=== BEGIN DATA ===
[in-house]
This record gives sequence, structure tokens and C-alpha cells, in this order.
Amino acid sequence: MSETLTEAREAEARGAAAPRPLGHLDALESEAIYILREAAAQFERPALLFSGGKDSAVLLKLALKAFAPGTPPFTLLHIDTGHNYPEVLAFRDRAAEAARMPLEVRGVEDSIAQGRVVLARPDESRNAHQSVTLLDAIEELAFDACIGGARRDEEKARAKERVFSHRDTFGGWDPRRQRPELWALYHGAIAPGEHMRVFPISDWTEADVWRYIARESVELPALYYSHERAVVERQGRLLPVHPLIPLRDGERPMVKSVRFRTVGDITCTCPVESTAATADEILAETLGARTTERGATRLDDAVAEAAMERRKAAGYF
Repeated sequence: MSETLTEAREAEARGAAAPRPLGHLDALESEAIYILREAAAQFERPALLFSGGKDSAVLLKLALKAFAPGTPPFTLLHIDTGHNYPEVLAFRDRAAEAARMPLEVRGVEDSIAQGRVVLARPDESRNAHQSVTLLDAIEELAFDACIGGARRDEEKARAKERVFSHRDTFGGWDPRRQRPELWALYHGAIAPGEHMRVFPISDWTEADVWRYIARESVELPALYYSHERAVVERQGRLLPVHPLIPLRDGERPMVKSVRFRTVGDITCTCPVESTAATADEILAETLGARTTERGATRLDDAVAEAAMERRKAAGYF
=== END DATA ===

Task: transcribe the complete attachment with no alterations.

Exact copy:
[in-house]
This record gives sequence, structure tokens and C-alpha cells, in this order.
Amino acid sequence: MSETLTEAREAEARGAAAPRPLGHLDALESEAIYILREAAAQFERPALLFSGGKDSAVLLKLALKAFAPGTPPFTLLHIDTGHNYPEVLAFRDRAAEAARMPLEVRGVEDSIAQGRVVLARPDESRNAHQSVTLLDAIEELAFDACIGGARRDEEKARAKERVFSHRDTFGGWDPRRQRPELWALYHGAIAPGEHMRVFPISDWTEADVWRYIARESVELPALYYSHERAVVERQGRLLPVHPLIPLRDGERPMVKSVRFRTVGDITCTCPVESTAATADEILAETLGARTTERGATRLDDAVAEAAMERRKAAGYF
Repeated sequence: MSETLTEAREAEARGAAAPRPLGHLDALESEAIYILREAAAQFERPALLFSGGKDSAVLLKLALKAFAPGTPPFTLLHIDTGHNYPEVLAFRDRAAEAARMPLEVRGVEDSIAQGRVVLARPDESRNAHQSVTLLDAIEELAFDACIGGARRDEEKARAKERVFSHRDTFGGWDPRRQRPELWALYHGAIAPGEHMRVFPISDWTEADVWRYIARESVELPALYYSHERAVVERQGRLLPVHPLIPLRDGERPMVKSVRFRTVGDITCTCPVESTAATADEILAETLGARTTERGATRLDDAVAEAAMERRKAAGYF